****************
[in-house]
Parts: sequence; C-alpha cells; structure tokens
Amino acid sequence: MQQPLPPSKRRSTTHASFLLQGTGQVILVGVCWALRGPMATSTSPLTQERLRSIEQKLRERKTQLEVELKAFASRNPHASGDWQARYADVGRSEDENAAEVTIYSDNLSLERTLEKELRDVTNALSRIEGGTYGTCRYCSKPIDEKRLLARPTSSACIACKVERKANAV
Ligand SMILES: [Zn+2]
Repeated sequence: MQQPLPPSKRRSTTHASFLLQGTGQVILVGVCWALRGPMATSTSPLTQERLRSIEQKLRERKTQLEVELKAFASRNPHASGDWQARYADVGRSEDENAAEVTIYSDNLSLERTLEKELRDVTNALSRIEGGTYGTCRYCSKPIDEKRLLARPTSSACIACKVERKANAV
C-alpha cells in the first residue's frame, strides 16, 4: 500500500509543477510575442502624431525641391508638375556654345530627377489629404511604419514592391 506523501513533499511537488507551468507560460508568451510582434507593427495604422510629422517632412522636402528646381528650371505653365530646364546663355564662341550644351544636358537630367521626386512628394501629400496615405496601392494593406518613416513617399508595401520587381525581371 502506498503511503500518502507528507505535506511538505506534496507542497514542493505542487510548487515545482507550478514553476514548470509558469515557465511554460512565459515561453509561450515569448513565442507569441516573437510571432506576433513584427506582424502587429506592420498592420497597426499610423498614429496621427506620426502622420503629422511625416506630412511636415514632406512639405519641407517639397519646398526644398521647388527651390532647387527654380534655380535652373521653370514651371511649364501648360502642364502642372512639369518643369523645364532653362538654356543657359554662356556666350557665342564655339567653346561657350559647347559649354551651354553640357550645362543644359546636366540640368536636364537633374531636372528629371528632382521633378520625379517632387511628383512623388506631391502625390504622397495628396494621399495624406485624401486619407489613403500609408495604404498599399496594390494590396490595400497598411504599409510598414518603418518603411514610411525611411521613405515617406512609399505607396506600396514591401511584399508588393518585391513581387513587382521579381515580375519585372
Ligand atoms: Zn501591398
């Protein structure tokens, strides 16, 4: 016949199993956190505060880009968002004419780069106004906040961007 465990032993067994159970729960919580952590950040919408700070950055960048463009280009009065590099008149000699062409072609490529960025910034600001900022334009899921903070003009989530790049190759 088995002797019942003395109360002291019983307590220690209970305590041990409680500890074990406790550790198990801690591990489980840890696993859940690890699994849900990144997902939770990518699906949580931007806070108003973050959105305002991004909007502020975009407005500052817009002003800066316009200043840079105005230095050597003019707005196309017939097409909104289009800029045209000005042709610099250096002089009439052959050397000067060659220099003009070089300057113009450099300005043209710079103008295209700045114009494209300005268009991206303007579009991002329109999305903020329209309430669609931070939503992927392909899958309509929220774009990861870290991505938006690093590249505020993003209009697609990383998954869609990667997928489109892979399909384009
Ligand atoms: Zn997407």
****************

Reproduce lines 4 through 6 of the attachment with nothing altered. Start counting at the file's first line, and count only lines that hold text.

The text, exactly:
Ligand SMILES: [Zn+2]
Repeated sequence: MQQPLPPSKRRSTTHASFLLQGTGQVILVGVCWALRGPMATSTSPLTQERLRSIEQKLRERKTQLEVELKAFASRNPHASGDWQARYADVGRSEDENAAEVTIYSDNLSLERTLEKELRDVTNALSRIEGGTYGTCRYCSKPIDEKRLLARPTSSACIACKVERKANAV
C-alpha cells in the first residue's frame, strides 16, 4: 500500500509543477510575442502624431525641391508638375556654345530627377489629404511604419514592391 506523501513533499511537488507551468507560460508568451510582434507593427495604422510629422517632412522636402528646381528650371505653365530646364546663355564662341550644351544636358537630367521626386512628394501629400496615405496601392494593406518613416513617399508595401520587381525581371 502506498503511503500518502507528507505535506511538505506534496507542497514542493505542487510548487515545482507550478514553476514548470509558469515557465511554460512565459515561453509561450515569448513565442507569441516573437510571432506576433513584427506582424502587429506592420498592420497597426499610423498614429496621427506620426502622420503629422511625416506630412511636415514632406512639405519641407517639397519646398526644398521647388527651390532647387527654380534655380535652373521653370514651371511649364501648360502642364502642372512639369518643369523645364532653362538654356543657359554662356556666350557665342564655339567653346561657350559647347559649354551651354553640357550645362543644359546636366540640368536636364537633374531636372528629371528632382521633378520625379517632387511628383512623388506631391502625390504622397495628396494621399495624406485624401486619407489613403500609408495604404498599399496594390494590396490595400497598411504599409510598414518603418518603411514610411525611411521613405515617406512609399505607396506600396514591401511584399508588393518585391513581387513587382521579381515580375519585372